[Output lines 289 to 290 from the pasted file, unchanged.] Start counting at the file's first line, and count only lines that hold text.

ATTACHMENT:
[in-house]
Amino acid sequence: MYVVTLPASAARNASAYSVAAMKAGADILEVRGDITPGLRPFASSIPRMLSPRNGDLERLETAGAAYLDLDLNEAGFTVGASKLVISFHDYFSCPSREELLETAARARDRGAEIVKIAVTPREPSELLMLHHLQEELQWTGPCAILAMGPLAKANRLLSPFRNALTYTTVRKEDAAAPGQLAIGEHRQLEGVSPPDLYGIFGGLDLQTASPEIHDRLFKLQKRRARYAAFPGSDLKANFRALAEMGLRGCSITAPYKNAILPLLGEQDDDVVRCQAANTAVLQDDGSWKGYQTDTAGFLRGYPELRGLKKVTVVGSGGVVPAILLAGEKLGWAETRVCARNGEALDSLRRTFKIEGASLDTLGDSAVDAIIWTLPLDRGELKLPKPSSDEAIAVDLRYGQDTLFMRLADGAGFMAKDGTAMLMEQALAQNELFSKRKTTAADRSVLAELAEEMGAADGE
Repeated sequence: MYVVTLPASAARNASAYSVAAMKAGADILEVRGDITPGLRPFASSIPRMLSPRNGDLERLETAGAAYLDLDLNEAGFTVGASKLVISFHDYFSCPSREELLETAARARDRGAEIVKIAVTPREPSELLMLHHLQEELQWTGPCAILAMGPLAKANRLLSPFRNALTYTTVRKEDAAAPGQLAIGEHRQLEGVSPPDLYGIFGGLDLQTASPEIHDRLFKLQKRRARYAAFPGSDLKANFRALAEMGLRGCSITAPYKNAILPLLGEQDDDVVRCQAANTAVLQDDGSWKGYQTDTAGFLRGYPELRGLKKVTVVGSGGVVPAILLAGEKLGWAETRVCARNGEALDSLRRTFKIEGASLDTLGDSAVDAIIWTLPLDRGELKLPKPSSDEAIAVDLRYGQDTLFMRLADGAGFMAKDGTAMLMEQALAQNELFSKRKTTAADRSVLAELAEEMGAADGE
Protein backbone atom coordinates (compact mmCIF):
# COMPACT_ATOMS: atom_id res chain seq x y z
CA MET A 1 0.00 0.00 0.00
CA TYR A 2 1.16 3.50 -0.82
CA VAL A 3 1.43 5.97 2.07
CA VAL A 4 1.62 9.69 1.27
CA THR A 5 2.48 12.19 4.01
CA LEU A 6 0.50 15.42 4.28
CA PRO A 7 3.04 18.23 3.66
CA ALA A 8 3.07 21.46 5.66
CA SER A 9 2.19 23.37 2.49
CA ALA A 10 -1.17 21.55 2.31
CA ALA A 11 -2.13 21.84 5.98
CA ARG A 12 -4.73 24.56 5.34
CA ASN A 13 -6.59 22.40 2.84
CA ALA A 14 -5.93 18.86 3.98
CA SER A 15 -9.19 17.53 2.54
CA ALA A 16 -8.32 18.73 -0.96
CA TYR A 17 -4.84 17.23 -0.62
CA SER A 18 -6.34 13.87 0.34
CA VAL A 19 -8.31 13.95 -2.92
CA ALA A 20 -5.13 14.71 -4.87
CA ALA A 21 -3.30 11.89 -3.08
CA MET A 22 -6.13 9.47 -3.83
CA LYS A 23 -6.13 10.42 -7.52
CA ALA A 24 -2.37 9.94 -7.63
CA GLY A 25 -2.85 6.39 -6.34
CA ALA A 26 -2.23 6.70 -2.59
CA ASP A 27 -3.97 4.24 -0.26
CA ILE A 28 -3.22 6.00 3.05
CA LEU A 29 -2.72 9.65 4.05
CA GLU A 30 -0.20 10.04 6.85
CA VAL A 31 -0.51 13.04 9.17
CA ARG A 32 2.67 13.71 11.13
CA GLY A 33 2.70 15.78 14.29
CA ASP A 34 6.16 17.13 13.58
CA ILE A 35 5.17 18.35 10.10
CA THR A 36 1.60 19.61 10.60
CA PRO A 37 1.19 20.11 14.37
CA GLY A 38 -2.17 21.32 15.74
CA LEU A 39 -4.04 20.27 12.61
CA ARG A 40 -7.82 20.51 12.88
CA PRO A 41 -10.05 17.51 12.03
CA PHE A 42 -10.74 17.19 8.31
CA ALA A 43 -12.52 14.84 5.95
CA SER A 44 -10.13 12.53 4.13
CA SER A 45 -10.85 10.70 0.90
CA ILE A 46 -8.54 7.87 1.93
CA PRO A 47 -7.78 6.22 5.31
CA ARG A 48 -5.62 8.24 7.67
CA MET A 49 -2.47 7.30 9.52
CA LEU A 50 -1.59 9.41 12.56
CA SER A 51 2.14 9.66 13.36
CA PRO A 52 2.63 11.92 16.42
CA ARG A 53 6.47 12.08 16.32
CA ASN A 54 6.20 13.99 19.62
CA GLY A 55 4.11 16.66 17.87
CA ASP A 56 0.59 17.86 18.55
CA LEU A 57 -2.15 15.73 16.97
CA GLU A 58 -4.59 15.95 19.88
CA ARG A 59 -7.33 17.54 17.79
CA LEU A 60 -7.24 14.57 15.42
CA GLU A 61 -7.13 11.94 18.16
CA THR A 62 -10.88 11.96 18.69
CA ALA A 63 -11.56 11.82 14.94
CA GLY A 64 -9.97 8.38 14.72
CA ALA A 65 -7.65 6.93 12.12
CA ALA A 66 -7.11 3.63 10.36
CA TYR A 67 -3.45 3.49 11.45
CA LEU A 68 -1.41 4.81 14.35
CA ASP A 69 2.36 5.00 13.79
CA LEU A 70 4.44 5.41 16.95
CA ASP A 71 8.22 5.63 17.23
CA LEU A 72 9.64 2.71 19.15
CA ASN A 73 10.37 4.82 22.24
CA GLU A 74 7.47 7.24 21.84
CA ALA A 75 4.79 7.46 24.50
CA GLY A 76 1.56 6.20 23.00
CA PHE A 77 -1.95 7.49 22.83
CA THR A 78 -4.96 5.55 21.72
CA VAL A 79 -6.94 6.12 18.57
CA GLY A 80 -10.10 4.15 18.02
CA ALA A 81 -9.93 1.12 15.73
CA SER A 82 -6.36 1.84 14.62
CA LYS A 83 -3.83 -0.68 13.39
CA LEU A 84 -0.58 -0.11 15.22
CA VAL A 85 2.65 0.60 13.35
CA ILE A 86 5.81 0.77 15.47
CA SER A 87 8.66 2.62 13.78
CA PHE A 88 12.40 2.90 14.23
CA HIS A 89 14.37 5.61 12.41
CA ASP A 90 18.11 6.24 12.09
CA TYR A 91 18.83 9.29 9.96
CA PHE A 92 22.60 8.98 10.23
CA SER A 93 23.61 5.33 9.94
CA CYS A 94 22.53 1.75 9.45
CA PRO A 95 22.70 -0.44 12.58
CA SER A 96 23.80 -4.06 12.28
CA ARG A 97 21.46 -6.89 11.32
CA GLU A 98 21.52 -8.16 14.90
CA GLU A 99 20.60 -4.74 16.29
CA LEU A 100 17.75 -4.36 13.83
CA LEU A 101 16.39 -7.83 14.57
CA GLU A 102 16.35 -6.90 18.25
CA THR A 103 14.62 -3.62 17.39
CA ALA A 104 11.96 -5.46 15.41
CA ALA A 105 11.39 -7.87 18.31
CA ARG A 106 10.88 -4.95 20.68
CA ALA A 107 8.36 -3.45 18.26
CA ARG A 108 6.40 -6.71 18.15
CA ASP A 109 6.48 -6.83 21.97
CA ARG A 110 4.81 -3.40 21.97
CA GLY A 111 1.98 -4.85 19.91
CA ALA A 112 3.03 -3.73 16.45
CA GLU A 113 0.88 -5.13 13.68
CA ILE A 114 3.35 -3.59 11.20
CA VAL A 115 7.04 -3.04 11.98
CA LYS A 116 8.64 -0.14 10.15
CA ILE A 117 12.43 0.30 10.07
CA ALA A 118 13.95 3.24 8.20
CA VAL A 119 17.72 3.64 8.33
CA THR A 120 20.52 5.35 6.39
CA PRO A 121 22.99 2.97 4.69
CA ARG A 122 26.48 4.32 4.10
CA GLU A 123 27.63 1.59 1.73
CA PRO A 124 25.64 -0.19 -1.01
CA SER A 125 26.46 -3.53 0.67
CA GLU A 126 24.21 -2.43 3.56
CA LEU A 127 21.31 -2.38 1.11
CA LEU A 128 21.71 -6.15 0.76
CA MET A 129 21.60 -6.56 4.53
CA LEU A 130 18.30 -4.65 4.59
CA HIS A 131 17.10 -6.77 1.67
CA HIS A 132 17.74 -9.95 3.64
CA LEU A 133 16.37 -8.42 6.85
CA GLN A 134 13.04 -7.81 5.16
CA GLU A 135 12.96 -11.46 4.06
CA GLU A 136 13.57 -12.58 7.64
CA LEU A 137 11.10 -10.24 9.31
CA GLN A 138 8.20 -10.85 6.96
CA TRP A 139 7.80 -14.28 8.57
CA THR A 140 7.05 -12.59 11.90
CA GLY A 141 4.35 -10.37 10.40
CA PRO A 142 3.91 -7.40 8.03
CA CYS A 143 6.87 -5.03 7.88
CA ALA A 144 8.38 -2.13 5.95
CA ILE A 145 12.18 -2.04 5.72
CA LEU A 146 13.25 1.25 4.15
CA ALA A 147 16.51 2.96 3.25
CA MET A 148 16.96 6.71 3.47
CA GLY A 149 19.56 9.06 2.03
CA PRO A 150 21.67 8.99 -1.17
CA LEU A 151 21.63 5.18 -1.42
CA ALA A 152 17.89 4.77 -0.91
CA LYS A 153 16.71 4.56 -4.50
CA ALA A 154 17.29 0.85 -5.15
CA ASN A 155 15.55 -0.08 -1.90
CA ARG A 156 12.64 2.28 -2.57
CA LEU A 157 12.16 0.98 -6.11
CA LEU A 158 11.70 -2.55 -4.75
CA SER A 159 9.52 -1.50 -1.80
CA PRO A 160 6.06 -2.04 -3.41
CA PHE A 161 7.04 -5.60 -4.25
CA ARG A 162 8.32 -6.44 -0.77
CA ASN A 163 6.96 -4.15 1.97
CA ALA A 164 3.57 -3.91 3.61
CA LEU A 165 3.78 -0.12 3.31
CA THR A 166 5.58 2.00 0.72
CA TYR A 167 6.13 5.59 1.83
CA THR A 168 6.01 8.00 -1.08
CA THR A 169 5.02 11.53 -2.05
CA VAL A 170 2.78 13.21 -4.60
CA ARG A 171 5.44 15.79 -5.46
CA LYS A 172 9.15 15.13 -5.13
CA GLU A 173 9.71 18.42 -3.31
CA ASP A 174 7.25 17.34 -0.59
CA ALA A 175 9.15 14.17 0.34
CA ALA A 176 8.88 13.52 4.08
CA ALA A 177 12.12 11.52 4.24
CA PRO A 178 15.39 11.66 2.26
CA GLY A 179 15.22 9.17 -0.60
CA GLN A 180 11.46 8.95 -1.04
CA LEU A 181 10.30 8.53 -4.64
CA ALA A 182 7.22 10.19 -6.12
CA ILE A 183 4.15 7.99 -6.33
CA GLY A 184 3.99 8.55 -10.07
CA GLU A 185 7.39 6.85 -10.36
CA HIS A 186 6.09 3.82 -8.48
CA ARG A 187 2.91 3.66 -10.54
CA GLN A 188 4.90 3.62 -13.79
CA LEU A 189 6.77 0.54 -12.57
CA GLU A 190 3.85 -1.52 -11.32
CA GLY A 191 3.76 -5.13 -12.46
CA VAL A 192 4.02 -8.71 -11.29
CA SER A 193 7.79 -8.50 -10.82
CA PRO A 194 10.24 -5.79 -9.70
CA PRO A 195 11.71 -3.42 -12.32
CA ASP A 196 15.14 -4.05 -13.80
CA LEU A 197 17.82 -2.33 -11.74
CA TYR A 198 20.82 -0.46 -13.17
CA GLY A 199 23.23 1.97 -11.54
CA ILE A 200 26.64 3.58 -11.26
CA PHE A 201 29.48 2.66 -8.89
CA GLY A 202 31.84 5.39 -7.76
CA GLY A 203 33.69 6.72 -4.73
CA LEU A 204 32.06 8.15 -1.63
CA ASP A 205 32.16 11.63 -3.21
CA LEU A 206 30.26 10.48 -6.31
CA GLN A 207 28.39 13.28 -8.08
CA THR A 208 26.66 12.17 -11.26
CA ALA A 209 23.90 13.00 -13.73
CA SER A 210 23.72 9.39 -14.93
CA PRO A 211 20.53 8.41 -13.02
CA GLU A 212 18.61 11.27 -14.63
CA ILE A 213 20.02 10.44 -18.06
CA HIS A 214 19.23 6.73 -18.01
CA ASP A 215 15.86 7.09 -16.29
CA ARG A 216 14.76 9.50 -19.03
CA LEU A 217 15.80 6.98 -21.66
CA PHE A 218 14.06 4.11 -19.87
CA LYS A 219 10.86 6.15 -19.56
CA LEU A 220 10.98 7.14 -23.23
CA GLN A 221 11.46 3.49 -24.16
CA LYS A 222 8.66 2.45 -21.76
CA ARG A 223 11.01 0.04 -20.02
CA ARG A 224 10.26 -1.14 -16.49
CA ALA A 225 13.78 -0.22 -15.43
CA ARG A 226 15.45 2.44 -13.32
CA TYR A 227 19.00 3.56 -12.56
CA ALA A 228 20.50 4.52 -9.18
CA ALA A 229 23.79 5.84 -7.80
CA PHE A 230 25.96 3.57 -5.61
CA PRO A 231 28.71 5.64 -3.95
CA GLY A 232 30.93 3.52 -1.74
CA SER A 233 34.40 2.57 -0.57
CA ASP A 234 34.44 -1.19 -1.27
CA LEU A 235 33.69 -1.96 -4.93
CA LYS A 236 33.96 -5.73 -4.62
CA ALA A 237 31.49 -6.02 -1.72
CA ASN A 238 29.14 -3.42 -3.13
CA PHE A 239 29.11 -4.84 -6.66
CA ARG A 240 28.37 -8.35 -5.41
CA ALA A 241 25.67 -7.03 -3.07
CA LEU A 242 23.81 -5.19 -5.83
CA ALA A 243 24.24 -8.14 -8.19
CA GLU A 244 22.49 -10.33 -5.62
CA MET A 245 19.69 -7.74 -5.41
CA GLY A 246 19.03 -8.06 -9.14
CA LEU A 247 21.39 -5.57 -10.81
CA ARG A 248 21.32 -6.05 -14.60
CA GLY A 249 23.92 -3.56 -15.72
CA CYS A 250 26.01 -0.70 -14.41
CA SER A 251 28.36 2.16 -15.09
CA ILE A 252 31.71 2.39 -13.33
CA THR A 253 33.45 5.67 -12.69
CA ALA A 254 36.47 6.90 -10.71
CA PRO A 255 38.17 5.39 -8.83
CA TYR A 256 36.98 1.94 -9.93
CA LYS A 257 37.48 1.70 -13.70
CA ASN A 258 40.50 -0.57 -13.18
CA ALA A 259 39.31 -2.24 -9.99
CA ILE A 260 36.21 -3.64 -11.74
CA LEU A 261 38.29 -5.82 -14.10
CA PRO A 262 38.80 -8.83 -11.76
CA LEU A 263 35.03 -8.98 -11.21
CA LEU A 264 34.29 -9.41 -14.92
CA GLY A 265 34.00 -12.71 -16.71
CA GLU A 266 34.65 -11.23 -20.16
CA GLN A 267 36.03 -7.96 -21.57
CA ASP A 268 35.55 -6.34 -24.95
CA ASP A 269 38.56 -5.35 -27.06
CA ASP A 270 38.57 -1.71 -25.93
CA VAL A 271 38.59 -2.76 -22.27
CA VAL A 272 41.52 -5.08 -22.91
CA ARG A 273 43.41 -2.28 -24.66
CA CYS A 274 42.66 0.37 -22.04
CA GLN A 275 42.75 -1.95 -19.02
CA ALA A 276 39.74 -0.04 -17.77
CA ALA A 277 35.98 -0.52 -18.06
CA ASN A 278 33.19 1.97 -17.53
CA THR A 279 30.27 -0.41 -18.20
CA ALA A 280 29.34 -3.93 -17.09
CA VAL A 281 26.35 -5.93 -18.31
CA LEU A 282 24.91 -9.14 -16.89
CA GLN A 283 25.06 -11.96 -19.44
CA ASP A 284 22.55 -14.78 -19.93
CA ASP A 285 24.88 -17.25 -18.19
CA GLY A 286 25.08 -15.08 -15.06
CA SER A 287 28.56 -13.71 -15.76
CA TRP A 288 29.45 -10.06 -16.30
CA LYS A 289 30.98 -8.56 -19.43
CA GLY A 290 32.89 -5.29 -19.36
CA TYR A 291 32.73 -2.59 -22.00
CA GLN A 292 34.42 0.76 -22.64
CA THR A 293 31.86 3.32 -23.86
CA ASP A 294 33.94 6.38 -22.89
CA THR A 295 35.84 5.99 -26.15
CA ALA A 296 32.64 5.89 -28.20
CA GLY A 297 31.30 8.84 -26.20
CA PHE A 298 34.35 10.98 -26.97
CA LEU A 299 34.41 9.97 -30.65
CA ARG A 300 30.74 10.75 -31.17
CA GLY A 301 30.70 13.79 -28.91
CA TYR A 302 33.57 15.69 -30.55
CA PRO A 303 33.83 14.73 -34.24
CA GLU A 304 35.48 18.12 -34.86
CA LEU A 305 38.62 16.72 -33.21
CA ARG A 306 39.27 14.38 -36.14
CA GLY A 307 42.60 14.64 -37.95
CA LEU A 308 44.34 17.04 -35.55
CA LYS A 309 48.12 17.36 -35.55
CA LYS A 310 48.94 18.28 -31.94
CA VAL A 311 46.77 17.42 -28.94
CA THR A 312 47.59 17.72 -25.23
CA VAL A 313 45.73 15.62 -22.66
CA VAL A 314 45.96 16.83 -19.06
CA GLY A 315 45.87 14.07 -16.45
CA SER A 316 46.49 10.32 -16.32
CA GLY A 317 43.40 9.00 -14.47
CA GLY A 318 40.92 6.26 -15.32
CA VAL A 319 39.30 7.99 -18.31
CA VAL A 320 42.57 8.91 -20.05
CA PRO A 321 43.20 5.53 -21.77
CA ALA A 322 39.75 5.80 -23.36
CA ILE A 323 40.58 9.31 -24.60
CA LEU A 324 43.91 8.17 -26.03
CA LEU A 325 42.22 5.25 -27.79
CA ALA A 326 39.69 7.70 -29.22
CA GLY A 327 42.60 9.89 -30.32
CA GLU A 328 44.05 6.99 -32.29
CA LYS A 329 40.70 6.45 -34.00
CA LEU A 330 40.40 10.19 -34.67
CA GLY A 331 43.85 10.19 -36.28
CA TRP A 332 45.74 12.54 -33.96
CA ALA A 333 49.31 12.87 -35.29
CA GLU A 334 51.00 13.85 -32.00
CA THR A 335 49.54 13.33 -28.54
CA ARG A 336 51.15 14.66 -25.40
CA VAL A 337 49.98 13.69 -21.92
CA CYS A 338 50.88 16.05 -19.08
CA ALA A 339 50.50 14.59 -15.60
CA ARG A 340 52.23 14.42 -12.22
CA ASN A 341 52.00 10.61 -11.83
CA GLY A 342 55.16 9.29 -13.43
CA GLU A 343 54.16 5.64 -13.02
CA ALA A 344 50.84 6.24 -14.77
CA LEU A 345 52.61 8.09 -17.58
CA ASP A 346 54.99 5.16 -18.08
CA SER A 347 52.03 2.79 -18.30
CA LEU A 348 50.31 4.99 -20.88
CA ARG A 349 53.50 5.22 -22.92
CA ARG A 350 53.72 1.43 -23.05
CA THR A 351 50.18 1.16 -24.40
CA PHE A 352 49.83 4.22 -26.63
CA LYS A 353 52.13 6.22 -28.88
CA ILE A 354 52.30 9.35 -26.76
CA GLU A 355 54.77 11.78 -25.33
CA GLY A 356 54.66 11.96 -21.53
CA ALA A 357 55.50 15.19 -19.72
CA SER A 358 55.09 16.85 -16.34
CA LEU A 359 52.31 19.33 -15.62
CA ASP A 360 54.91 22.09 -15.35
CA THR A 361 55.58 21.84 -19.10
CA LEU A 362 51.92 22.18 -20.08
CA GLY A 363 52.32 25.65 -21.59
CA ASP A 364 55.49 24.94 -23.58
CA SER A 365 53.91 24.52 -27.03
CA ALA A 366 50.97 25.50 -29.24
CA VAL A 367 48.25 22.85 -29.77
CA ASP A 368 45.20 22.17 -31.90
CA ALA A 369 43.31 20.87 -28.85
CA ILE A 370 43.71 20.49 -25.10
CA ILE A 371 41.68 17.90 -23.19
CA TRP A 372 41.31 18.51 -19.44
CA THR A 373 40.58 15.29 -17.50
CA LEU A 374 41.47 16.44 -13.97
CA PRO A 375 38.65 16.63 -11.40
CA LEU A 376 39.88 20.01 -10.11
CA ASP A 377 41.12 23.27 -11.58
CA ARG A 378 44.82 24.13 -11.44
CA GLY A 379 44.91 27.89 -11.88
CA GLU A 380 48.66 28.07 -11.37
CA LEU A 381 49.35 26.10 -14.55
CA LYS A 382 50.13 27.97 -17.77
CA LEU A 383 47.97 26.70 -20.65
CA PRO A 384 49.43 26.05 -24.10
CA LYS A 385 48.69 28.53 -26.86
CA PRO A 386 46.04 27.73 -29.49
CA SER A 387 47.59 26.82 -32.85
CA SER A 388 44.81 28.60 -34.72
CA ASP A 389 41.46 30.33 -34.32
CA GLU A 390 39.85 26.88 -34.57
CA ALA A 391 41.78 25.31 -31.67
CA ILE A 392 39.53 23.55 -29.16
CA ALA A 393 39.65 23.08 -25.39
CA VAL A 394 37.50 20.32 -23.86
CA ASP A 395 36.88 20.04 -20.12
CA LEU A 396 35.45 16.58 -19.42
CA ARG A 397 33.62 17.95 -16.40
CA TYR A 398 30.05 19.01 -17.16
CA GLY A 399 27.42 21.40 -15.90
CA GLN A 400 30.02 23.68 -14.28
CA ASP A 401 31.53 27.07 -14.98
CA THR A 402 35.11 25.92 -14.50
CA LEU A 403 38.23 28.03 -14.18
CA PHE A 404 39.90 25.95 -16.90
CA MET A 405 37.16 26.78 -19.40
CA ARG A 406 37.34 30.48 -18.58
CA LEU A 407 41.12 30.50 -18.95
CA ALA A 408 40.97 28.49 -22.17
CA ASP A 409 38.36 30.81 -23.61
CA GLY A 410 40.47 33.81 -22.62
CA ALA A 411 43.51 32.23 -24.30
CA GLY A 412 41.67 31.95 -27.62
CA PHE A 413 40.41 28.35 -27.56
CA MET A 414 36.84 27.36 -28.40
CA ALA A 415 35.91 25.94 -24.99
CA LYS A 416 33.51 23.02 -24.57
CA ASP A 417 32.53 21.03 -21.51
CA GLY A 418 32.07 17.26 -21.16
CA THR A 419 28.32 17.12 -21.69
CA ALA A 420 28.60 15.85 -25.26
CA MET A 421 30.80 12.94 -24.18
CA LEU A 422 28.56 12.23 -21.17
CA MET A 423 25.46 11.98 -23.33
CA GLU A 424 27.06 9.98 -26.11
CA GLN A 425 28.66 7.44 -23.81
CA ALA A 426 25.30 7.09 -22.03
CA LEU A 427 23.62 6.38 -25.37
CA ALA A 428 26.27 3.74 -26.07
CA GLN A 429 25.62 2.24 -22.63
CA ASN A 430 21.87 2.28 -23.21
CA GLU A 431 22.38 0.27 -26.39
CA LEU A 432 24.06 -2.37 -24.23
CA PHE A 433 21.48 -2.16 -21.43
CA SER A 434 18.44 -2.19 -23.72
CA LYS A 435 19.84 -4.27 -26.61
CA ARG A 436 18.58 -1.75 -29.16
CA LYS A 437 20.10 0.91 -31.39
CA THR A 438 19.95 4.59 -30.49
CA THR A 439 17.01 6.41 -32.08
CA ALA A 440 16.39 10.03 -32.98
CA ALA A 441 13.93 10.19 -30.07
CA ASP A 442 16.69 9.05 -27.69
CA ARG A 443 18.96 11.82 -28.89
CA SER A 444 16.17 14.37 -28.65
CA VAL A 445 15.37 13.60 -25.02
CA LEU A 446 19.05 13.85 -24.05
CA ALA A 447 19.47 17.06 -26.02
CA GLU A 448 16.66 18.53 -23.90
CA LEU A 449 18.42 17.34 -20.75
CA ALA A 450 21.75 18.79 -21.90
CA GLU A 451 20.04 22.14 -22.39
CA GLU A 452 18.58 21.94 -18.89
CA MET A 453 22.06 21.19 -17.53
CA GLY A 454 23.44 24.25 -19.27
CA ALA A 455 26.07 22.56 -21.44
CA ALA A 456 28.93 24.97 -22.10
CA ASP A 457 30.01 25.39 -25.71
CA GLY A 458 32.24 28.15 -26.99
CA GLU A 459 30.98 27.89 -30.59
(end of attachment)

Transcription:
CA ASP A 284 22.55 -14.78 -19.93
CA ASP A 285 24.88 -17.25 -18.19